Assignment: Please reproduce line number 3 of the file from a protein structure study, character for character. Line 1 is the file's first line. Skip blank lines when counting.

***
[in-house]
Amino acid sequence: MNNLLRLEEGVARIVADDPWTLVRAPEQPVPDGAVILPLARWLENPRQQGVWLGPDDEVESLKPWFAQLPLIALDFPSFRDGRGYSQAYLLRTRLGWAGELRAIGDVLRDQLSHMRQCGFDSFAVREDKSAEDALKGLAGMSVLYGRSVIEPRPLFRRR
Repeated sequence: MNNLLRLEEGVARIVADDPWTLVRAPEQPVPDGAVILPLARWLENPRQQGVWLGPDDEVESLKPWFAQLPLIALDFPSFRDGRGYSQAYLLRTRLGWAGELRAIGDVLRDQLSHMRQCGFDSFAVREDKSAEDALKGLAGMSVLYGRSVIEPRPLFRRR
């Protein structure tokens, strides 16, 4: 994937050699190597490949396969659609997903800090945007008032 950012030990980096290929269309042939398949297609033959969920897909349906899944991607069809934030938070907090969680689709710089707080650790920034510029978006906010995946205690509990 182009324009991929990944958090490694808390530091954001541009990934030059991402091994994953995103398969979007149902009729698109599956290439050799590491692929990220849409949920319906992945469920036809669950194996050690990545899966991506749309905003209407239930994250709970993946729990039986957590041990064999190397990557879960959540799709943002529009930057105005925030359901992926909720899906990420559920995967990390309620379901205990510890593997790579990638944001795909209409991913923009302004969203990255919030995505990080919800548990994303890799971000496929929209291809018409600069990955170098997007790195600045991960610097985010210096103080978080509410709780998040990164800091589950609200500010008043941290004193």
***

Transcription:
Repeated sequence: MNNLLRLEEGVARIVADDPWTLVRAPEQPVPDGAVILPLARWLENPRQQGVWLGPDDEVESLKPWFAQLPLIALDFPSFRDGRGYSQAYLLRTRLGWAGELRAIGDVLRDQLSHMRQCGFDSFAVREDKSAEDALKGLAGMSVLYGRSVIEPRPLFRRR